Tuesday, July 22, 2008

We Finally Caught The Son of a Bitch

I've been alternately obsessed with and merely very interested in the status of Balkan war criminal fugitives for many years now -- a few readers will remember the old "Is Ante Gotovina a war criminal" dispute I got into with a stray Croat who thought of himself as a patriot. Anyway, for someone like me, not to mention the hundreds of thousands of people whose lives he ruined, today is sort of like Christmas.

[Radovan] Karadzic, the wartime leader of Bosnian Serbs, was arrested Monday night in a Belgrade suburb, officials said. A judge has ordered his transfer to the U.N. war crimes tribunal in The Hague, Netherlands, to face genocide charges, war crimes prosecutor Vladimir Vukcevic said.

Karadzic has three days to appeal the ruling. His lawyer, Sveta Vujacic, said he will launch the process to fight extradition on the last day, Friday, to thwart authorities' wishes for his immediate transfer.

Karadzic — a psychiatrist accused of masterminding the deadly wartime siege of Sarajevo and the executions of up to 8,000 Muslims in Srebrenica during Bosnia's 1992-95 war, Europe's worst massacre since World War II — had topped the tribunal's most-wanted list for years.

It's excellent news that he's finally been caught, but there are several sort of complicating factors here. The tribunal in The Hague is set to shut its doors fairly soon, which has always been a concern, and Karadzic's military right hand, Ratko Mladic, is still at large. Karadzic made a lot of the war-time decisions to rape this and pillage that, but Mladic carried them out and is no less guilty. It's never been clear, from all that I've read, what the plan is if Karadzic or Mladic happen to be caught without enough time to prepare for a trial.

Another interested facet of this bloody diamond is that no one in their right minds expected Karadzic to be captured first, or even at all. There's been fairly consistent chatter about Mladic being found by some government or other, secret negotiations for his surrender, his family being pressured for information about his location, etc. etc. Karadzic, it's been assumed, has been so well hidden and so far underground somewhere in the former Soviet bloc that he'll never appear. Apparently finding him was an accident that happened because law enforcement was hot on Mladic's trail.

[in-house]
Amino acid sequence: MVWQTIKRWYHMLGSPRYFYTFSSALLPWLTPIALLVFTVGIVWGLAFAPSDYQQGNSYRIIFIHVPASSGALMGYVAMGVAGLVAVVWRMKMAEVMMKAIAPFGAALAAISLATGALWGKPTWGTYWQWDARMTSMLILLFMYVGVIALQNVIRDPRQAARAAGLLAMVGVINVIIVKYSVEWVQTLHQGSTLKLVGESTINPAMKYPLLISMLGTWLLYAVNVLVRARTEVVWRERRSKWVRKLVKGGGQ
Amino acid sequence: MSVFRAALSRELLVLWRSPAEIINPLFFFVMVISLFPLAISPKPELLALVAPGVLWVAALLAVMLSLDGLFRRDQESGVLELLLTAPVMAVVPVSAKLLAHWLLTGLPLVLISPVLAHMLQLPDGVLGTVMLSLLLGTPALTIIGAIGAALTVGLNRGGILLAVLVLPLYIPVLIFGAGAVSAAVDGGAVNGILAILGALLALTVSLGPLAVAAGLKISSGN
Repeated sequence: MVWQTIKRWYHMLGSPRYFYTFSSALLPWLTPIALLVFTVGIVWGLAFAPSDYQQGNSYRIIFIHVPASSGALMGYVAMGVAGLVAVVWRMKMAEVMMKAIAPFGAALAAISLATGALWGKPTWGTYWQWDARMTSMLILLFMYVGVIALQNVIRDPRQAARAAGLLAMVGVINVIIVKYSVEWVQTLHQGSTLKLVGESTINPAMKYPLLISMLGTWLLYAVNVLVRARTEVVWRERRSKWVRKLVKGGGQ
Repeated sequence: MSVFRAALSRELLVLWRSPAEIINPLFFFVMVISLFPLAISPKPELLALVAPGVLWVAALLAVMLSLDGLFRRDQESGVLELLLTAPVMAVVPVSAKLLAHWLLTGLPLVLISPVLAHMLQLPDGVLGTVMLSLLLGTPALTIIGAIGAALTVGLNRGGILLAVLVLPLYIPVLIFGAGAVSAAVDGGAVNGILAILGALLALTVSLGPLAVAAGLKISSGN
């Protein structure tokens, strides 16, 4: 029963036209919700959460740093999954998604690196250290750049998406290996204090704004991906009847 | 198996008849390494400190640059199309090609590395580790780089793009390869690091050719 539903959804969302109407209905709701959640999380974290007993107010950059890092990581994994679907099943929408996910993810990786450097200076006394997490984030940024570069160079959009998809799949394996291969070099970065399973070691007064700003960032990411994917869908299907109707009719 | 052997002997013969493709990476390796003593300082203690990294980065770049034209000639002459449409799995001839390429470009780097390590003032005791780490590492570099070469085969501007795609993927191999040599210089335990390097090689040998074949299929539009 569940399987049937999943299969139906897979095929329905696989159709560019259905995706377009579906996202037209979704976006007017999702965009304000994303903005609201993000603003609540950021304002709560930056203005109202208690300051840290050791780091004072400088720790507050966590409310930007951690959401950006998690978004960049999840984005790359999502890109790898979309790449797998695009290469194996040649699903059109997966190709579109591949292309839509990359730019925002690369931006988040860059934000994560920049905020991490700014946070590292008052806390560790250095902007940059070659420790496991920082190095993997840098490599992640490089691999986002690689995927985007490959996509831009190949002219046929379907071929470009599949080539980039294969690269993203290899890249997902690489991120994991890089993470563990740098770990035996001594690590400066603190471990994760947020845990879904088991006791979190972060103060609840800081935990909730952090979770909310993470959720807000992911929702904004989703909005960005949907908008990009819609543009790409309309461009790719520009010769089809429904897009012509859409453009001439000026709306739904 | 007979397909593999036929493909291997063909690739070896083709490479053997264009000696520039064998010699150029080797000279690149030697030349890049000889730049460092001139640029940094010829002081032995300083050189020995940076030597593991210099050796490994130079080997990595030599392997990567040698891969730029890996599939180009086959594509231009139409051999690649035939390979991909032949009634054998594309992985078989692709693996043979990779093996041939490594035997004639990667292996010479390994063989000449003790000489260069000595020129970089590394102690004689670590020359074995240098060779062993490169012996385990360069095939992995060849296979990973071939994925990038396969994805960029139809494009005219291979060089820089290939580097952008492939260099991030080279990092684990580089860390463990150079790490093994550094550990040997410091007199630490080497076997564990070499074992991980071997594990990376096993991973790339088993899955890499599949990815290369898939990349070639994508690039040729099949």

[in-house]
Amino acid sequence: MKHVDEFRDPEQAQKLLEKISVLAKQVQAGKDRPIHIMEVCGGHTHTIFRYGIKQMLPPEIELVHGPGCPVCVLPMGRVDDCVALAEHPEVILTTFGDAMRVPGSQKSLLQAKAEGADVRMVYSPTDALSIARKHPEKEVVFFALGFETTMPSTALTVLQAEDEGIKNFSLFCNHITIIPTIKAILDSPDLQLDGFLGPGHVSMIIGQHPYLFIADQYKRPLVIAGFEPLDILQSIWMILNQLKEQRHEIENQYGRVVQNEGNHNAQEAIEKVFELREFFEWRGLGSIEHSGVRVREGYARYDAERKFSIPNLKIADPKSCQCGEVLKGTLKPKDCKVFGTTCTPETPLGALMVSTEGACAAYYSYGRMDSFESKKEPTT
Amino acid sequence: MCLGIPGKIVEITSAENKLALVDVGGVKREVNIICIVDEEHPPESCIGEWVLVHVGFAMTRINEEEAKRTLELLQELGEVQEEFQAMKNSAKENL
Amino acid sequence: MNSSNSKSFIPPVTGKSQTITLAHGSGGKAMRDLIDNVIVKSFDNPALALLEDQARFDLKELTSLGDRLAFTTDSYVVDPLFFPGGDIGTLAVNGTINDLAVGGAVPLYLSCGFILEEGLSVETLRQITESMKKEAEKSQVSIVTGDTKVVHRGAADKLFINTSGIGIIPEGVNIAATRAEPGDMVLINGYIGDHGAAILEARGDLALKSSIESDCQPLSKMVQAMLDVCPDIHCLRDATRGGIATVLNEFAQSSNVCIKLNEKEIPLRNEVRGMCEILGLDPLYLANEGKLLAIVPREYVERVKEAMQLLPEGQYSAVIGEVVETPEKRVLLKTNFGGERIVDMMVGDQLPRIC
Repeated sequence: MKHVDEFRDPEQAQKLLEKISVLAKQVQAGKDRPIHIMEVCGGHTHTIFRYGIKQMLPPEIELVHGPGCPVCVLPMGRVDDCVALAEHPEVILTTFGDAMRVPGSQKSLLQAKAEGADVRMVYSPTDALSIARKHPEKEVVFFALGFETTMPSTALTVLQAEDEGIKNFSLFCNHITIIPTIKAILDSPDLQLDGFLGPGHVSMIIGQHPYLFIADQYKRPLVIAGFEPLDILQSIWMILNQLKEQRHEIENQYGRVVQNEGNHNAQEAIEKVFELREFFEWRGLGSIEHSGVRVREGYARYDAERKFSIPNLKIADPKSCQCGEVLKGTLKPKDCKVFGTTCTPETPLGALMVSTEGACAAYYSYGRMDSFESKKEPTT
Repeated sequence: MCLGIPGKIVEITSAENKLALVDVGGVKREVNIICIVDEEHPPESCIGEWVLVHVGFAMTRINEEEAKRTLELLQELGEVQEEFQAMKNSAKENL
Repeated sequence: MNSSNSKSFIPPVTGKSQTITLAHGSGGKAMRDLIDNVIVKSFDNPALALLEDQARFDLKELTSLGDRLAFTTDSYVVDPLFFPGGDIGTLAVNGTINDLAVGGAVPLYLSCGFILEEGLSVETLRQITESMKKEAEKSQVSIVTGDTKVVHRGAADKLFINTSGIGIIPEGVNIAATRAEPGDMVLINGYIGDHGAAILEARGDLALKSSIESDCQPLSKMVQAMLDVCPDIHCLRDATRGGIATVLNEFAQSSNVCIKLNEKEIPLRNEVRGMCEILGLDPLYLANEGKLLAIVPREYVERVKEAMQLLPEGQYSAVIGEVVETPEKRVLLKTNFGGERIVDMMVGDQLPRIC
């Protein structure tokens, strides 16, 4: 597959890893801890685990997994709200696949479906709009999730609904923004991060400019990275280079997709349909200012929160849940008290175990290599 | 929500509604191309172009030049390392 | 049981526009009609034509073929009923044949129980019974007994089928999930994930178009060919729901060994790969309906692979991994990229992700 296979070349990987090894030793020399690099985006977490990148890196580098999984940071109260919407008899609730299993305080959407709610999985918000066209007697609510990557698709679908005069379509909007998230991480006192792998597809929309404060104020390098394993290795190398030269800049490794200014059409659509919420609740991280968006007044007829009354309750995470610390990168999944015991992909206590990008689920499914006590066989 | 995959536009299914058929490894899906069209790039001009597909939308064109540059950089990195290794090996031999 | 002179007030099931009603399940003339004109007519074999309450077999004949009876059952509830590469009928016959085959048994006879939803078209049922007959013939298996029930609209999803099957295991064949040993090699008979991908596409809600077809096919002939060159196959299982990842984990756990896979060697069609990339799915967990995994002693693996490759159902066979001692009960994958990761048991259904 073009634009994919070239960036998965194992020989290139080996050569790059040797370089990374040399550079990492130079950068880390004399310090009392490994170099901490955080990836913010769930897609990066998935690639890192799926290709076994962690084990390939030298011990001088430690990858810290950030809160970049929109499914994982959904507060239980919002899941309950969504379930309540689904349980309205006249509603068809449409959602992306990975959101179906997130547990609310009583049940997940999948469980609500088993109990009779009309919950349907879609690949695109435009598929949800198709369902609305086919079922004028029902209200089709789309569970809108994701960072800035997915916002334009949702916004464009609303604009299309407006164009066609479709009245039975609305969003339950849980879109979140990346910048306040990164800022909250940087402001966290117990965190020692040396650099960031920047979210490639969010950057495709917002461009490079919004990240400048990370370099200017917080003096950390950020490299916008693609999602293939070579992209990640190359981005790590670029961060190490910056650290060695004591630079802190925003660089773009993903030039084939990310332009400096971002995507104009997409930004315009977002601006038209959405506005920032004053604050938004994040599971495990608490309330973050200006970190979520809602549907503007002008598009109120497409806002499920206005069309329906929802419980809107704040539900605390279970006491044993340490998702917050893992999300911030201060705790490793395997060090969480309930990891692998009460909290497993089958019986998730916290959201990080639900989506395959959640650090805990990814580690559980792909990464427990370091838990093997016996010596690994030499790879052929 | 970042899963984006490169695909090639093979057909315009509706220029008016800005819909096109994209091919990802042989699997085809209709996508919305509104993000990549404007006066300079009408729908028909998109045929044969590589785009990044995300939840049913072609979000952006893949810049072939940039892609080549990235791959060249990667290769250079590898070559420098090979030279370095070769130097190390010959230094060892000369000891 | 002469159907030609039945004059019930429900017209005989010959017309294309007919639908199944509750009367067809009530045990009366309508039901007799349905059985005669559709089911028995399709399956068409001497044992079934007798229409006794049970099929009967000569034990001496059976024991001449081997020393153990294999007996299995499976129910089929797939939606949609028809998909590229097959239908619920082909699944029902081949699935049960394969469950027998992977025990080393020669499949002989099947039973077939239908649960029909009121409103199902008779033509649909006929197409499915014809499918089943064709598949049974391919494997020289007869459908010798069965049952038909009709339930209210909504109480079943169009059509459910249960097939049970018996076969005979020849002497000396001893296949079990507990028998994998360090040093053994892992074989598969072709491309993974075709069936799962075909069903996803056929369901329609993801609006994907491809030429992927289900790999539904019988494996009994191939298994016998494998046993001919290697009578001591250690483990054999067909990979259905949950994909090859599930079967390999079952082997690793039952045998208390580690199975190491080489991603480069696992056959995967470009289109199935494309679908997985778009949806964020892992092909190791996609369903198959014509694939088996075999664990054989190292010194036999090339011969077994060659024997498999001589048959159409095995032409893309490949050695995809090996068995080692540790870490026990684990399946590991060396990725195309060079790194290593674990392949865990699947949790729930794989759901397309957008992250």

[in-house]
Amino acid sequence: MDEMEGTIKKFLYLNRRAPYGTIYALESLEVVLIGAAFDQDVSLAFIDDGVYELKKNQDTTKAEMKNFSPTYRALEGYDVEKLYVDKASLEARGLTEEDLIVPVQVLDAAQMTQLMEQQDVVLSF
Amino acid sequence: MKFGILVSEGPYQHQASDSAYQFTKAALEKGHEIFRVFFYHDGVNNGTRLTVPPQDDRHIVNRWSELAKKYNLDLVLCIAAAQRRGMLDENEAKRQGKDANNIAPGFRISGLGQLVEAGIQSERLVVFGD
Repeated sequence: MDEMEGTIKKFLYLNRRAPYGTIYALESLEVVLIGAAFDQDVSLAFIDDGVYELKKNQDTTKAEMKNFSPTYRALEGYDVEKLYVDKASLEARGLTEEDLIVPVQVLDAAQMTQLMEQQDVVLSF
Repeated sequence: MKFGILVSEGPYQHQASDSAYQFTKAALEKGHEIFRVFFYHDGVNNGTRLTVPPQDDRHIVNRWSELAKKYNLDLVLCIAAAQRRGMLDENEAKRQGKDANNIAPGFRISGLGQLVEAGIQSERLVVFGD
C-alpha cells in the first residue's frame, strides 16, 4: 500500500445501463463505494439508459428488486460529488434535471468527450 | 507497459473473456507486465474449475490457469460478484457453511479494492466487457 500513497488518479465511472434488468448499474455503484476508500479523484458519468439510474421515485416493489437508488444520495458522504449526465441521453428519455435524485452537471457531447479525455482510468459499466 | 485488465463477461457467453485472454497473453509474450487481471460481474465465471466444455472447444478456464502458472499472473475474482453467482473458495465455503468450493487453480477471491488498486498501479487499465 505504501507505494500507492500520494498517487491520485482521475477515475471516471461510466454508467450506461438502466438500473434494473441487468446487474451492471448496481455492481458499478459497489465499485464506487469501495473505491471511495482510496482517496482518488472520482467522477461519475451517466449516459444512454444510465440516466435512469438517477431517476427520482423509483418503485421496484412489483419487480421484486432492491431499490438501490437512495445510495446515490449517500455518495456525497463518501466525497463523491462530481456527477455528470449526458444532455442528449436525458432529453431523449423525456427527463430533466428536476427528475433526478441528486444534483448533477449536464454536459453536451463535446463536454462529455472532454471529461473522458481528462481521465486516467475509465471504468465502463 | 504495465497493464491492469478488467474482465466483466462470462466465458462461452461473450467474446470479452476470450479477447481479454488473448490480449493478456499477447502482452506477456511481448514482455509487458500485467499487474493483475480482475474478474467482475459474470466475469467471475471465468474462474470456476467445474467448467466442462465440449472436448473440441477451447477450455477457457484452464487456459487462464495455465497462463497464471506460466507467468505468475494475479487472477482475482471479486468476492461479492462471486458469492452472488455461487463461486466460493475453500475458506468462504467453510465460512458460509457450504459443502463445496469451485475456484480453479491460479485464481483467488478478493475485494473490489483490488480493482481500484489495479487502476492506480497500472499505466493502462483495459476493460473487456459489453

Serbian security services found Karadzic, 63, on Monday while looking for another top war crimes suspect facing genocide charges, Bosnian Serb wartime commander Gen. Ratko Mladic, Ljajic said.

Karadzic "was arrested Monday evening near Belgrade while changing locations," he said. "International pressure was to arrest Mladic, and a few had expected that Karadzic would be captured."

It's never made a lot of sense to me why the focus has always been Mladic, but I don't pretend to understand the ins and outs of international law enforcement. I thought grabbing Hitler would be at least as important as grabbing Rommel, but that just shows why I'm not working at the U.N.

Anyway, why am I so fixated on this? It's easy to forget that once upon a time, the whole world watched as the worst human rights atrocities in Europe since World War II unfolded on television. I was about the age when you first start paying attention to the world, and for me it was a formative experience to realize that there's still horror in every corner of civilization, most of it inflicted by people on other people. The rallying cry of The Hague, which has had a lot of critics for being slow, costly and inefficient, has always been, "Human rights violations do not go unpunished." After years of questions about why so many war criminals have yet to be captured, this is a moment for human rights watchers to savor.

The worst massacre was in Srebrenica in 1995, when Serb troops led by Mladic overran the U.N.-protected enclave sheltering Bosnian Muslims. Mladic's troops rounded up the entire population and took the men away for execution.

By war's end in late 1995, an estimated 250,000 people were dead and another 1.8 million driven from their homes.

Under the U.N. indictment, Karadzic faces 11 counts of genocide, war crimes, crimes against humanity and other atrocities committed between 1992 to 1996.

If they can catch Mladic in time to try him, maybe the Balkans can talk about joining the EU and a page, for once, can really be turned.